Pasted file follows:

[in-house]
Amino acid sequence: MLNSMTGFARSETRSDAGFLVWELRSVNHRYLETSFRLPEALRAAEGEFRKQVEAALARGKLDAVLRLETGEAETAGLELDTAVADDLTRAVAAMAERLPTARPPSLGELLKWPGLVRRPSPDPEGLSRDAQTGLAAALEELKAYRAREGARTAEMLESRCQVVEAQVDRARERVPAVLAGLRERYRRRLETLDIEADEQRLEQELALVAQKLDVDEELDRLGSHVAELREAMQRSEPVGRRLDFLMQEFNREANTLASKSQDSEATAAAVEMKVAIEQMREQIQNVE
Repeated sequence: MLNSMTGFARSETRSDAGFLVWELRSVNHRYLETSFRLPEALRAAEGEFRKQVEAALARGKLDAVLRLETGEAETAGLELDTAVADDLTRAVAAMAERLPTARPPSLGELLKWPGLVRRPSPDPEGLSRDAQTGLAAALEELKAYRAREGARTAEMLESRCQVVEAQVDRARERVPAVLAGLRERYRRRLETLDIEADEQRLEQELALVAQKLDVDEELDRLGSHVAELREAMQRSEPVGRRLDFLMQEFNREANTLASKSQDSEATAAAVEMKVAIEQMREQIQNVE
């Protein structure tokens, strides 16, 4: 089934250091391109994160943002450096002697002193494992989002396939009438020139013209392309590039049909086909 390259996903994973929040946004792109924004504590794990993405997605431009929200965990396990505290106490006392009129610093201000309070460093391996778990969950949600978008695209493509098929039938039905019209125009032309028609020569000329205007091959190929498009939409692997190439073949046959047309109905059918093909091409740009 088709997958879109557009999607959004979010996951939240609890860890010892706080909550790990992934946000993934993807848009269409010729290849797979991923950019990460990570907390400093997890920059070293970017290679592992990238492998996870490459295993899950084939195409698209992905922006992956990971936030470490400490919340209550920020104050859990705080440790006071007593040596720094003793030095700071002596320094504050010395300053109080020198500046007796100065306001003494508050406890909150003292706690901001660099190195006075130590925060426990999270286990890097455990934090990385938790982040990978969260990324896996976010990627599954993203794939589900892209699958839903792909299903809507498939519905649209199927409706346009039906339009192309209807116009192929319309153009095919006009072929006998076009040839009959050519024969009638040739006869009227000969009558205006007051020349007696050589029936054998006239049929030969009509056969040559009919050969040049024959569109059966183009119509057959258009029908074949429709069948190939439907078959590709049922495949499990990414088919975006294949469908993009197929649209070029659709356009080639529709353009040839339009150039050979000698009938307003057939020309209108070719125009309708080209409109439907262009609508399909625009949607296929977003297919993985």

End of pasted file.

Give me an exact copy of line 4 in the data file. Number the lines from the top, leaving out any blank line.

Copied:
């Protein structure tokens, strides 16, 4: 089934250091391109994160943002450096002697002193494992989002396939009438020139013209392309590039049909086909 390259996903994973929040946004792109924004504590794990993405997605431009929200965990396990505290106490006392009129610093201000309070460093391996778990969950949600978008695209493509098929039938039905019209125009032309028609020569000329205007091959190929498009939409692997190439073949046959047309109905059918093909091409740009 088709997958879109557009999607959004979010996951939240609890860890010892706080909550790990992934946000993934993807848009269409010729290849797979991923950019990460990570907390400093997890920059070293970017290679592992990238492998996870490459295993899950084939195409698209992905922006992956990971936030470490400490919340209550920020104050859990705080440790006071007593040596720094003793030095700071002596320094504050010395300053109080020198500046007796100065306001003494508050406890909150003292706690901001660099190195006075130590925060426990999270286990890097455990934090990385938790982040990978969260990324896996976010990627599954993203794939589900892209699958839903792909299903809507498939519905649209199927409706346009039906339009192309209807116009192929319309153009095919006009072929006998076009040839009959050519024969009638040739006869009227000969009558205006007051020349007696050589029936054998006239049929030969009509056969040559009919050969040049024959569109059966183009119509057959258009029908074949429709069948190939439907078959590709049922495949499990990414088919975006294949469908993009197929649209070029659709356009080639529709353009040839339009150039050979000698009938307003057939020309209108070719125009309708080209409109439907262009609508399909625009949607296929977003297919993985």